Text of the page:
Flying into Jodhpur all one could see below was a see of dark brown sand, interspersed with sparse settlements and the occasional cluster of green trees. Jodhpur is not actually the desert, but sits on the edge of the beginnings of the famous Thar desert of India. Kind of a no man's land between the moderate climes of eastern Rajasthan (the province/state that Jodhpur resides in) and the harsh western desert that borders Pakistan. Flying in kind of reminded me of flying into Las Vegas, where vast reaches of flat scrub land extend for miles before you reach the city.
Jodhpur is not a small town. More than 800,000 people reside in Jodhpur. Like almost all Indian airports, this one too was shared by the military. Soviet style fighter planes and helicopter gunships lay baking in the hot sun on the tarmac. We came in for a smooth landing, much to the relief of the other American passengers, and we taxied to a small 2 story white building with a single entrance. The ramp was thrown down.
"Is this the gate?", I asked Sam.
"No, this is the international airport of Jodhpur." He replied.
"No, I know this is the airport, but is this the gate? I don't see where the airport is."
"You don't understand. That building IS the airport".
This simple airport building, which was quite nice and appeared rather new, was THE international airport of Jodhpur. It had 1 main entrance out front, 1 "gate" to the tarmac, and 1 luggage carousel. Picking up luggage was easy, it was out of the plane and waiting for me by the time I walked into the building. In less than 60 seconds, we were outside and into the car. Hey! This is great, if only all airports were like this!
Travelling in the hot sun in Jodhpur I realized that Delhi was nothing compared to this. While in Delhi the temperature was at least 100 degrees it was a minimum of 115-120 degrees in Jodhpur. While I was pleasantly surprised at the number of thin green leafed trees in and around the city, anywhere there wasn't a tree planted was barren dirt and sand. The buildings, the ground, and the hills were all the color of rust, a deep reddish brown that seemed to reflect the heat back to you in ever greater waves.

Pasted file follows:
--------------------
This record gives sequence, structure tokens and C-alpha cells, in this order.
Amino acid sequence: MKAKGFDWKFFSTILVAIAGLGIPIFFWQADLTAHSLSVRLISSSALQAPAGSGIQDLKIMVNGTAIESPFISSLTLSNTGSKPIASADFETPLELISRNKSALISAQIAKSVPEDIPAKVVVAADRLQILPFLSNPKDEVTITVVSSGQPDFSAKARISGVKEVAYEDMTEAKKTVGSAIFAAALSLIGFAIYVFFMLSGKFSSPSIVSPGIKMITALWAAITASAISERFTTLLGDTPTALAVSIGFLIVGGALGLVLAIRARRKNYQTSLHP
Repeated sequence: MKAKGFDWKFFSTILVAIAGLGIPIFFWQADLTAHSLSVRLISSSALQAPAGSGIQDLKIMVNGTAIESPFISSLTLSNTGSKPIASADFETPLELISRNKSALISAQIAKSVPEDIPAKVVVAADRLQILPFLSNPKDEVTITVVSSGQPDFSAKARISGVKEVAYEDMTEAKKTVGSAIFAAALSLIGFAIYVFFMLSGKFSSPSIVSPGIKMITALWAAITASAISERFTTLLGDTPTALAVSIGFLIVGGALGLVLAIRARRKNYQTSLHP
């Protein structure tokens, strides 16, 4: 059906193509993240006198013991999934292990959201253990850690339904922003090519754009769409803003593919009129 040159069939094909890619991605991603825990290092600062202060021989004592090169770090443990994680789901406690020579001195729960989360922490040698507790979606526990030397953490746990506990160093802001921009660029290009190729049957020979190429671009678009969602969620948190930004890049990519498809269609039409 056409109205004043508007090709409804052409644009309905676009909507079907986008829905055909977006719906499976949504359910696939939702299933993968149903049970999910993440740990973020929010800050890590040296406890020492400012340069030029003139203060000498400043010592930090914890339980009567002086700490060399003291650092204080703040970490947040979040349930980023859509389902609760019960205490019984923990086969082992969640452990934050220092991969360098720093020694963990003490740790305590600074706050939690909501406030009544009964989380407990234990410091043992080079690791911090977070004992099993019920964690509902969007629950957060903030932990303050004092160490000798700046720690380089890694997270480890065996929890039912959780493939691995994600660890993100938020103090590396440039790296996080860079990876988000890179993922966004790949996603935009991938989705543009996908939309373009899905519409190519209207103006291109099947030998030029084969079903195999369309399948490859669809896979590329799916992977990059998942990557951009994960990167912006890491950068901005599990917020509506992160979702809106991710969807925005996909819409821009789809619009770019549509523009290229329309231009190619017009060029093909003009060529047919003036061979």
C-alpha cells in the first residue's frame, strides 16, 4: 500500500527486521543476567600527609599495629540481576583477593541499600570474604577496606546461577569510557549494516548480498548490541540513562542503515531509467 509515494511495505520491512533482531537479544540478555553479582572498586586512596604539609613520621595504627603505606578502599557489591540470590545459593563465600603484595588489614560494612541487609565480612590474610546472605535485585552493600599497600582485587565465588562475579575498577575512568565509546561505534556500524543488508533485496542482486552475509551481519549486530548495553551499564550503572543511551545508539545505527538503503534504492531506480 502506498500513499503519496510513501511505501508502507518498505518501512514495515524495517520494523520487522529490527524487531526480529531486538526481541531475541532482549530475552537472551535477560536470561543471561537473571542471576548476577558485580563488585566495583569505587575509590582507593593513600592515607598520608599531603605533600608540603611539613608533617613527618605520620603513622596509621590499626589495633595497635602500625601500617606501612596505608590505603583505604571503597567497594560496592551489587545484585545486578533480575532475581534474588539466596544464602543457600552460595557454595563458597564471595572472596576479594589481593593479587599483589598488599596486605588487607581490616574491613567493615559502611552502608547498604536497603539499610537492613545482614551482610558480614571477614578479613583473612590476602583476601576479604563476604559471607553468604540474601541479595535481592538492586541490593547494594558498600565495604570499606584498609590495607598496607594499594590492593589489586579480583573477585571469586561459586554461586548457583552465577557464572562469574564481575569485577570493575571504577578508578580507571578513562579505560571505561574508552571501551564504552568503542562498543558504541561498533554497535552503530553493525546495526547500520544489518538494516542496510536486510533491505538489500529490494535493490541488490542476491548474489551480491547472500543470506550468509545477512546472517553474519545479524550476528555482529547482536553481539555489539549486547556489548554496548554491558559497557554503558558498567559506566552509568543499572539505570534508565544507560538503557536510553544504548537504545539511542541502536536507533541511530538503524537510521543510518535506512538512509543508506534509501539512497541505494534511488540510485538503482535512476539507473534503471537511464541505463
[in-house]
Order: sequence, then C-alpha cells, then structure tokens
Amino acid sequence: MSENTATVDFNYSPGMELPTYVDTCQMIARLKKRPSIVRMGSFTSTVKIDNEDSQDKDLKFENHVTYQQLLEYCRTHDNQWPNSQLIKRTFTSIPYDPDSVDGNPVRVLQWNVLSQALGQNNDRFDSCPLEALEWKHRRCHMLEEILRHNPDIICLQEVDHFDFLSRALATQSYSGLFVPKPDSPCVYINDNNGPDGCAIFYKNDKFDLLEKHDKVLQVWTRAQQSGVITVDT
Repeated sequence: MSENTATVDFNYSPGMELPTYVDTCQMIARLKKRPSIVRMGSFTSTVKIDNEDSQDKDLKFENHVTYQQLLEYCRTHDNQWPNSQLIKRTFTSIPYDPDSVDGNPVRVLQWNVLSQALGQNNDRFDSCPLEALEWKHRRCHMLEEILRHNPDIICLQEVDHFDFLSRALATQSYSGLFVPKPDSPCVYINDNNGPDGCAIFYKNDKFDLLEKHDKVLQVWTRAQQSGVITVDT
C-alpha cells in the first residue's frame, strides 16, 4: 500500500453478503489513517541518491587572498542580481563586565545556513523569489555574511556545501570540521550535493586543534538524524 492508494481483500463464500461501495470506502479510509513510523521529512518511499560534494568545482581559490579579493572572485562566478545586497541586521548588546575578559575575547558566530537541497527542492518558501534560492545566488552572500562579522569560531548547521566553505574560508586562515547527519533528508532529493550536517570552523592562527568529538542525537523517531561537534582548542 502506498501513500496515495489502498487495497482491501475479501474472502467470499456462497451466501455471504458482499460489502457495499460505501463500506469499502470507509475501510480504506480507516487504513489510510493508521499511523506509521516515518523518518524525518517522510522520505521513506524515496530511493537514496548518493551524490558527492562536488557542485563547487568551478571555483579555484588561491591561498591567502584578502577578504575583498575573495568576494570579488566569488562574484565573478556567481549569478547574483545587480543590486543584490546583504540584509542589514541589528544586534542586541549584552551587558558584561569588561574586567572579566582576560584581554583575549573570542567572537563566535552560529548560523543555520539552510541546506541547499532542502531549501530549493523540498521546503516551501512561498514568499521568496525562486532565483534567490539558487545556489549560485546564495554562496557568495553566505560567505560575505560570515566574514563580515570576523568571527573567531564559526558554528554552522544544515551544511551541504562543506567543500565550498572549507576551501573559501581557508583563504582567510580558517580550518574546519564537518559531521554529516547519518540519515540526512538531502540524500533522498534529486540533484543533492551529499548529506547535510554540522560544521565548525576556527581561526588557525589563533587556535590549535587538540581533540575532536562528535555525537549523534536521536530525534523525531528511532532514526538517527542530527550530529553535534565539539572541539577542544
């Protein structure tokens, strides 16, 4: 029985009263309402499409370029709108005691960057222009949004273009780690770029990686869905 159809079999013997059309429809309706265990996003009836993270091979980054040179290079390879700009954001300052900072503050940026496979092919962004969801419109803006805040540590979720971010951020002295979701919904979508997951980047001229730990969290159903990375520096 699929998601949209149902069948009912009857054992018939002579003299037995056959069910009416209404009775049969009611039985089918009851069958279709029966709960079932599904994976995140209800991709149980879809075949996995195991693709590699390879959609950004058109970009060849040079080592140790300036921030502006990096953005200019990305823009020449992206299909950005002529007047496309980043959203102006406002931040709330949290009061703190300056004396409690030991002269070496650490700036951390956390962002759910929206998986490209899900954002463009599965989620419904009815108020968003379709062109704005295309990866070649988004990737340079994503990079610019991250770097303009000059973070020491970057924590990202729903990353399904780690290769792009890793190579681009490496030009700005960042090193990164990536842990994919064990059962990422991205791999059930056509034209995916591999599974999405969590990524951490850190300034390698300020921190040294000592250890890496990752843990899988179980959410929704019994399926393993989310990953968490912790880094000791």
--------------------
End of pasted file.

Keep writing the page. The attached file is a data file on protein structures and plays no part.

Once again, honking was the preferred method of driving. But in Jodhpur we had to share the roads with camels, carts, bicycles, and pedestrians wandering the OPPOSITE direction of traffic in the middle of the road with total disregard for their own safety. Everyone drove too fast and too close together.
As in Delhi, trash was everywhere, only here it was much worse. Jodhpur is fast becoming an "industrial" city, although not the kind of industry you are thinking of, which I will explain later. Due to this, there is a lot of new construction going on and lots of open fields next to new developments. The fields and roads are often plagued by piles of trash left there by God knows who, and once again the desperately poor are living side by side with the rich and middle class. It is a clash of socio-economic levels, but apparently the locals simply accept it.
I had my first taste of Rajasthan Indian food and I must say it was some of the BEST Indian food I had ever tasted. Absolutely amazing. Spicy, full of flavor, and nothing like what I had eaten before in the states. They also often accompany their meals with a cucumber, onion, green pepper salad that was just delicious.
We eventually made it to the hotel and checked in with just enough time to throw down my bags before heading out to work.
To be continued.....